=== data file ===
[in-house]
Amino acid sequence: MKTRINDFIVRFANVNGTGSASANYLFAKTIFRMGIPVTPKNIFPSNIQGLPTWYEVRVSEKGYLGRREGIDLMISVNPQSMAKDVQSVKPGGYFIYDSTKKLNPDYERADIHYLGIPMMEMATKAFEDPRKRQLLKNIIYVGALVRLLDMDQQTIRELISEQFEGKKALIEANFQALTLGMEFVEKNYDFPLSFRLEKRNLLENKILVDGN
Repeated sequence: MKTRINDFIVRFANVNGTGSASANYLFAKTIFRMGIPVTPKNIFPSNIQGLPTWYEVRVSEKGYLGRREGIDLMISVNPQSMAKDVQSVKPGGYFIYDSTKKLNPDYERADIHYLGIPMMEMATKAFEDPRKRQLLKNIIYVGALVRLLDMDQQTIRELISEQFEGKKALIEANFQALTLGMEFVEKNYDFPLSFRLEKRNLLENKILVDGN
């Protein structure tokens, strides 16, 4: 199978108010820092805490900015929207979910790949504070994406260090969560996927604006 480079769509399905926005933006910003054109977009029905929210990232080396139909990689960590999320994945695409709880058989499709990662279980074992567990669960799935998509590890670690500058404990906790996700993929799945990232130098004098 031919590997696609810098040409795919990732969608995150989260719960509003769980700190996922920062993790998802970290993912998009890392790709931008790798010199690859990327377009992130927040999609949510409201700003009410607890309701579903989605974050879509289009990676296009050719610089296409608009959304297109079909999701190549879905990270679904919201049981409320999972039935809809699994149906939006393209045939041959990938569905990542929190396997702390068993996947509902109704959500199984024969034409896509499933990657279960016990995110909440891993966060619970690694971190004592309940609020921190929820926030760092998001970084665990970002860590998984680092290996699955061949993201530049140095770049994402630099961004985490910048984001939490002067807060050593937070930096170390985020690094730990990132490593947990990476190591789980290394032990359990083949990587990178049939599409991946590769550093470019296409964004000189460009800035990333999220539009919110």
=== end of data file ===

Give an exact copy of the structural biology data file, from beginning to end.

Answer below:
[in-house]
Amino acid sequence: MKTRINDFIVRFANVNGTGSASANYLFAKTIFRMGIPVTPKNIFPSNIQGLPTWYEVRVSEKGYLGRREGIDLMISVNPQSMAKDVQSVKPGGYFIYDSTKKLNPDYERADIHYLGIPMMEMATKAFEDPRKRQLLKNIIYVGALVRLLDMDQQTIRELISEQFEGKKALIEANFQALTLGMEFVEKNYDFPLSFRLEKRNLLENKILVDGN
Repeated sequence: MKTRINDFIVRFANVNGTGSASANYLFAKTIFRMGIPVTPKNIFPSNIQGLPTWYEVRVSEKGYLGRREGIDLMISVNPQSMAKDVQSVKPGGYFIYDSTKKLNPDYERADIHYLGIPMMEMATKAFEDPRKRQLLKNIIYVGALVRLLDMDQQTIRELISEQFEGKKALIEANFQALTLGMEFVEKNYDFPLSFRLEKRNLLENKILVDGN
């Protein structure tokens, strides 16, 4: 199978108010820092805490900015929207979910790949504070994406260090969560996927604006 480079769509399905926005933006910003054109977009029905929210990232080396139909990689960590999320994945695409709880058989499709990662279980074992567990669960799935998509590890670690500058404990906790996700993929799945990232130098004098 031919590997696609810098040409795919990732969608995150989260719960509003769980700190996922920062993790998802970290993912998009890392790709931008790798010199690859990327377009992130927040999609949510409201700003009410607890309701579903989605974050879509289009990676296009050719610089296409608009959304297109079909999701190549879905990270679904919201049981409320999972039935809809699994149906939006393209045939041959990938569905990542929190396997702390068993996947509902109704959500199984024969034409896509499933990657279960016990995110909440891993966060619970690694971190004592309940609020921190929820926030760092998001970084665990970002860590998984680092290996699955061949993201530049140095770049994402630099961004985490910048984001939490002067807060050593937070930096170390985020690094730990990132490593947990990476190591789980290394032990359990083949990587990178049939599409991946590769550093470019296409964004000189460009800035990333999220539009919110």